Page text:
Carrying a miraculous icon of “the Ark that was gilt by the Spirit,” to her dwelling place in the kingdom of her divine Son, monastics process in double lines through the passageways of the Old City of Jerusalem each year during solemnities marking the Dormition Feast.
The reverberations of the great bell of the Church of the Holy Sepulchre toll as if from the center of the earth during the commemoration of the Apostles’ procession that bore the body of the Virgin to her tomb in Gethsemane. Now, however, the tomb is empty – for the All-holy one was taken to heaven with her body. The crush of pilgrims following in the procession is so great that one cannot even see the ancient steps underfoot, but no matter; no one can fall for the press of the crowd, supported by the body of Christ in a vivid icon of the salvation bestowed by the Church on those who honor the Mother of Life.
The celebrations in Sinai are equally focused during the agrypnia which lasts until dawn. As the Archbishop processes through double lines of monks awaiting his entrance just inside the darkened basilica’s massive cedar doors, myriad oil lamps flicker green, blue, and pink from their crystals far above, blinking like stars of the firmament in clandestine attendance on the monastic ‘party’ about to begin – an entire night suspended in the joy of the kingdom about to receive its heavenly Queen.
A monk skilled in the obscurities of ancient liturgical practice, understood perfectly perhaps only to himself, lights and snuffs thick candles at appointed times in the services. Held aloft by massive candelabra resting on the backs of brass lions in roguish attitudes, their alternating light and darkness contribute added mystery to the unearthly proceedings.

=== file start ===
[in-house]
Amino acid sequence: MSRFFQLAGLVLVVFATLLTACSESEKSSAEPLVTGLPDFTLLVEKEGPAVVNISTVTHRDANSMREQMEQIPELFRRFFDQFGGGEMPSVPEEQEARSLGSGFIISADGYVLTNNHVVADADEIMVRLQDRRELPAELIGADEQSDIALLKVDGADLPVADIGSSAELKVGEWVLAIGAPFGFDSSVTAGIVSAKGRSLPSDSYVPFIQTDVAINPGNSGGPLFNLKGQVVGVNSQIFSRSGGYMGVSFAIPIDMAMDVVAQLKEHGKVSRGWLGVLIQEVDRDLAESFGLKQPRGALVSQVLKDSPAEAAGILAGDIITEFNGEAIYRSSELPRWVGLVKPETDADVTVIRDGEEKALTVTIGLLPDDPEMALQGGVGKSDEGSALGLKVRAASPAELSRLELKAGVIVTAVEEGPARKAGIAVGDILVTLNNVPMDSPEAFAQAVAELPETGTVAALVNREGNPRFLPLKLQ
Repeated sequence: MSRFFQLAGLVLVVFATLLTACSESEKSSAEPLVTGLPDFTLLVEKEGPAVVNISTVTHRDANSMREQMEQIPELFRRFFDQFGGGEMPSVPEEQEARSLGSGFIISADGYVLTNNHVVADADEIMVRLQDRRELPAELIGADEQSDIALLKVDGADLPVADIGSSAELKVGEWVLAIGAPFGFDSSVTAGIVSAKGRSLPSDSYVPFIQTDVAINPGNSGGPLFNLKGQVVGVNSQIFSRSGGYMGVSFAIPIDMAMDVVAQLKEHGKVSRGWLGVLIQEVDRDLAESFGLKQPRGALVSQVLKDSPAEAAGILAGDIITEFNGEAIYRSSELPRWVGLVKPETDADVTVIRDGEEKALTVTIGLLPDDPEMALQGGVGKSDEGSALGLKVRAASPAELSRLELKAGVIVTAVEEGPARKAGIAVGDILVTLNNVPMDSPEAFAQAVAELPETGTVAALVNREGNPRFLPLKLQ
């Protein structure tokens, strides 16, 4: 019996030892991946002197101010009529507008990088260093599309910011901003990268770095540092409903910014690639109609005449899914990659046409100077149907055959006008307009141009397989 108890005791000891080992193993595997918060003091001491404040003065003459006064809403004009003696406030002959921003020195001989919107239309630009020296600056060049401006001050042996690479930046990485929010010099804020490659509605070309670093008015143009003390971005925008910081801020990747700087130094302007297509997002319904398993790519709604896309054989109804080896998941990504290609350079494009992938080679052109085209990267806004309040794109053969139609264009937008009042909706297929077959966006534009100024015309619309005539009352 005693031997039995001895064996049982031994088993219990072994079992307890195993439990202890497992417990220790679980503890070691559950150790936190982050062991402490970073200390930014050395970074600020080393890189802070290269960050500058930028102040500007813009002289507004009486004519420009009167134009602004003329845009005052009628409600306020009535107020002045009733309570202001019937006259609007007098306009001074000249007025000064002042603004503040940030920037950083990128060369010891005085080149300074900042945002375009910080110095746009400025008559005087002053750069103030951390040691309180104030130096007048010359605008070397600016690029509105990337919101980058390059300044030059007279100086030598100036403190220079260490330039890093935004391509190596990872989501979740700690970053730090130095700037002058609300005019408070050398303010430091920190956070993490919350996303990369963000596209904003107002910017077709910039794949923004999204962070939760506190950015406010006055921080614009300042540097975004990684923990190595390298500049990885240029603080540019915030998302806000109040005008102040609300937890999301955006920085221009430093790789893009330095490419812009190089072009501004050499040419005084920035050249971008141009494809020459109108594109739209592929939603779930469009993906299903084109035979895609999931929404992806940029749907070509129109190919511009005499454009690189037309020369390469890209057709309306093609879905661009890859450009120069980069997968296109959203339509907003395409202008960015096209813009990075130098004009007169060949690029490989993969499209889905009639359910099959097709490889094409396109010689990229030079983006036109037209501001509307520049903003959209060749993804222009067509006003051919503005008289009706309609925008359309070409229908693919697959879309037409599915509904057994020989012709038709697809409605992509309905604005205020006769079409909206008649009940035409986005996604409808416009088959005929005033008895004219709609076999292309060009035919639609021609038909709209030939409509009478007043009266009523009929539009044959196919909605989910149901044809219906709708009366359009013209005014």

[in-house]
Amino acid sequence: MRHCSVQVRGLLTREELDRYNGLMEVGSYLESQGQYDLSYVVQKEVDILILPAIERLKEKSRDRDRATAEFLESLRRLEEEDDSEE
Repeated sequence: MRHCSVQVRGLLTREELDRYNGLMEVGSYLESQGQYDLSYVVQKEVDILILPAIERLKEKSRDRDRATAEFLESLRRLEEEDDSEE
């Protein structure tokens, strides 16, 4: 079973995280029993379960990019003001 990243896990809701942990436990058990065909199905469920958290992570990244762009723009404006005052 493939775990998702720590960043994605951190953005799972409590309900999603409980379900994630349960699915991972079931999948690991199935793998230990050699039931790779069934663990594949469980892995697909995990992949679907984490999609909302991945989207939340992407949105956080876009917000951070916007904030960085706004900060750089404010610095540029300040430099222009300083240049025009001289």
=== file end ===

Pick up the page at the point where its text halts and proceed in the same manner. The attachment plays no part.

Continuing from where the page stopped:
With midnight long departed, the same monk then lights first one tier, then another, of tall beeswax tapers set into majestic silver chandeliers. And when he reaches with a long staff to spin each one in a different direction while mystical chant blends its harmonies with heavenly incense, time and space lost to infinity, one no longer comprehends whether he is in heaven or on earth … but one certainty emerges at the same time with overwhelming clarity: while “the stillness existing between the soul and God” in this life constitutes its eternity, tribulations do not ... the exaltation of the All-holy Theotokos provides the unassailable evidence.
The heavens were astonished and stood in awe,
and the ends of the earth, Maid, were sore amazed,
for God appeared bodily to mankind as very man.
And behold, your womb has proved to be vaster
and more spacious than heaven's heights.
For this, O Theotokos, the choirs and
assemblies of men and angels
magnify your name.
Quoted texts from the Dormition services’ 13th century Great Supplicatory Canon to the Most Holy Theotokos.
Thanks to Massimo Pizzocaro for the use of his photos.